Fig 4

Quick tips for anterior rubber dam usage

Jan. 24, 2022
Dental school graduates often quickly discard the rubber dam. But it remains an important part of isolation, especially in the anterior. Try these clinical tips.
After dental school, graduates often quickly discard the rubber dam. Although alternative means of isolation exist, the rubber dam
remains one of if not the best. This is particularly so in the anterior region.

Some tips for using an anterior rubber dam

Remove decay first and then place the dam, especially if there is a chance that caries will progress subgingivally. This negates the need to replace the dam if it gets torn or shredded during caries removal with rotary instruments.

Consider nonlatex rubber dams, as this lessens worries about contact dermatitis or other possible allergic reactions.

A heavy rubber dam is preferred as it will not only isolate from crevicular fluid, but it will also retract the papilla, allowing access to the subgingival areas. This is important not only for caries removal, but also procedures when emergence profiles need to be addressed, such as black triangle resolutions or diastema closures. Figure 1
shows the preoperative situation. Note the position of the papilla. Figure 2 shows the amount of papillary retraction obtained when the heavy-gauge dam is inverted.

Also by Dr. Volker:

• Even if only one tooth is being restored, it is often better to isolate several teeth adjacent to the one being restored. This will lessen the tension on the target tooth, making it easier to invert. If incisors will be treated, the dam is typically placed from first premolar to contralateral premolar.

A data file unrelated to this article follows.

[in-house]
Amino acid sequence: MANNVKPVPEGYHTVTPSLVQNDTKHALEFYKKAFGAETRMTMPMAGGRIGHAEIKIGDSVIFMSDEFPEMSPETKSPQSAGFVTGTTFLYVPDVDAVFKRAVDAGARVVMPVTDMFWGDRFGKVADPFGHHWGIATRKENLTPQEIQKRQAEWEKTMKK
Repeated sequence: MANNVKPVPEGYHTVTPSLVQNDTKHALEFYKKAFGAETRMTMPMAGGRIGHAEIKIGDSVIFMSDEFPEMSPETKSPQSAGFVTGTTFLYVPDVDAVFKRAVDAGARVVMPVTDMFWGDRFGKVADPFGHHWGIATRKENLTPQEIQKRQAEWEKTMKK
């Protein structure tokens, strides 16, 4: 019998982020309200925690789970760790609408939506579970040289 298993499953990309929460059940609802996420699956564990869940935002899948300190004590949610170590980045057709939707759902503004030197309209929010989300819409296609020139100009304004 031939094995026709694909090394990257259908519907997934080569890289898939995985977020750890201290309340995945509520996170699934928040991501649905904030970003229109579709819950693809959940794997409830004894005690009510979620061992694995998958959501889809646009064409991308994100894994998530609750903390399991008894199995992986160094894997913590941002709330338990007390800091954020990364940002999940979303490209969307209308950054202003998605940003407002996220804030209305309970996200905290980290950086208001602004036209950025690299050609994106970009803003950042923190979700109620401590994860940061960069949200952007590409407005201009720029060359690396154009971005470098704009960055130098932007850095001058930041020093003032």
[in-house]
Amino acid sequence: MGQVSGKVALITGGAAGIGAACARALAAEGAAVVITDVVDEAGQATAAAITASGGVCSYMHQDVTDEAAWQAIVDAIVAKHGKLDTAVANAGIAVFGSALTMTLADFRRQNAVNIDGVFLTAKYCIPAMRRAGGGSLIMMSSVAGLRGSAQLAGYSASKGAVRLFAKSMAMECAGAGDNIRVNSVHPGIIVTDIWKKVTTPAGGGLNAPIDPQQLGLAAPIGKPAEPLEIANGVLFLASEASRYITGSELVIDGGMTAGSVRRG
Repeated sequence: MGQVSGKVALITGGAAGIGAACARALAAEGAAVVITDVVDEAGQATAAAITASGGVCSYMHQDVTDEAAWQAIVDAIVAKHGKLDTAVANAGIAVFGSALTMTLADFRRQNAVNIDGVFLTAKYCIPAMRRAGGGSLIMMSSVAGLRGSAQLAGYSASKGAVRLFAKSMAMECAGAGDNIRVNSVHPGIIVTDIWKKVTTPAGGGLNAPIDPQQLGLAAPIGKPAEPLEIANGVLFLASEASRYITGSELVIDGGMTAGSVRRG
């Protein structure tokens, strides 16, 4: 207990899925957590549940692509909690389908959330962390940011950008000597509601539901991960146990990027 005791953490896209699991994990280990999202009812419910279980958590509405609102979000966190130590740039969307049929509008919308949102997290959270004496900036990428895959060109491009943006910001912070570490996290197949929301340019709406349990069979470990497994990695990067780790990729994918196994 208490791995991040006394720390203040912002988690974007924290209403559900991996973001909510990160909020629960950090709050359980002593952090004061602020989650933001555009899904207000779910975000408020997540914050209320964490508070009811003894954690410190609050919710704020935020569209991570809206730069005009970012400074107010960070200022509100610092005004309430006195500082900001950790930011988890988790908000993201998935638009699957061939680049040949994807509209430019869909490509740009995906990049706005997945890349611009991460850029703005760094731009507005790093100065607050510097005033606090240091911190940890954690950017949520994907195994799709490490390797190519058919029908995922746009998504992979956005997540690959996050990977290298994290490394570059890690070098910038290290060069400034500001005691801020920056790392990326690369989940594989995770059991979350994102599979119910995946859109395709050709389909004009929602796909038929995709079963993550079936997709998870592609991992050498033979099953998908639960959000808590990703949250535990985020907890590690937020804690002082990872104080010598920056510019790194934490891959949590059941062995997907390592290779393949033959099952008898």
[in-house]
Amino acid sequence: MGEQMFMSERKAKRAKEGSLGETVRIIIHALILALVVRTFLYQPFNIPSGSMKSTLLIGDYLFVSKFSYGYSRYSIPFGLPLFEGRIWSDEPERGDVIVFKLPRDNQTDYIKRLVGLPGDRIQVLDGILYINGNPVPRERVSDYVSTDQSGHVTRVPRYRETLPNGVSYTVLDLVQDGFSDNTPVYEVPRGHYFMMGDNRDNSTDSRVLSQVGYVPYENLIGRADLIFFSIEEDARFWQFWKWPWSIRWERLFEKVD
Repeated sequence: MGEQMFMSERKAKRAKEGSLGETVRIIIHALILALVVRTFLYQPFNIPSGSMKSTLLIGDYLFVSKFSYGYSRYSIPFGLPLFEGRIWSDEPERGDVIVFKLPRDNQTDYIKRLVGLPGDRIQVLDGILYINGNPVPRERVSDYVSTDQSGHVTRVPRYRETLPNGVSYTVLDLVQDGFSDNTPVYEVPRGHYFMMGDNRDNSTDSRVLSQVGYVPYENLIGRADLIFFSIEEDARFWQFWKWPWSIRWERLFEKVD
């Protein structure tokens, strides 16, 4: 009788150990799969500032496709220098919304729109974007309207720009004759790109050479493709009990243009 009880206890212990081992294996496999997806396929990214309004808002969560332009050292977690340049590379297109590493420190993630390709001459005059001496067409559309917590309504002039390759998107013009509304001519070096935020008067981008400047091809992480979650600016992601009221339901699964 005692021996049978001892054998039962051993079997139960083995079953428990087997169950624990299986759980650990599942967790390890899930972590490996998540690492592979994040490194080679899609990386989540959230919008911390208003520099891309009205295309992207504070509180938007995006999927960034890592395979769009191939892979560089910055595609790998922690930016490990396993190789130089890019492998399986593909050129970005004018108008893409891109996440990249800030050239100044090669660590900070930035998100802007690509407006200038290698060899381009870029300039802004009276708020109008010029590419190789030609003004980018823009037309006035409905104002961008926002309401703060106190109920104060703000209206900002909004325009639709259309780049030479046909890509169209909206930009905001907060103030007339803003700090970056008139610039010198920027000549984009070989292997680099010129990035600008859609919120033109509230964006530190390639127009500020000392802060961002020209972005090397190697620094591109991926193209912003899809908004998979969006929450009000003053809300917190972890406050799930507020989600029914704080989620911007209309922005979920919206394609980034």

A custom dam can be created by placing the dam over the teeth with enough tension to allow the outline of the teeth to be seen. The assistant can then mark the center of the incisal edge of the incisors with a pen or marker. Similarly, mark the tip of the cuspid and the buccal cusp tip of the premolars, and punch the holes. This is useful for teeth that may be rotated or mispositioned within the arch form.

It is often unnecessary to anesthetize all the teeth to be isolated. Place a topical anesthetic on all teeth; place the rubber dam over the teeth and invert. To affix the dam, premolar clamps can be placed over it (figure 3).  Alternatively, a rubber cord, such as Coltene’s Wedjets, can be flossed between the contact of the most distal teeth to be isolated and left in place (figure 4).

If single-tooth isolation is preferred, or needed for root canal therapy, a 210, 211, 212, 90N, or Brink B4-B6 can be considered. Clamp tines can be bent as needed for enhanced access to the operative field. 

Editor’s note: This article first appeared in Through the Loupes newsletter, a publication of the Endeavor Business Media Dental Group. Read more articles and subscribe to Through the Loupes.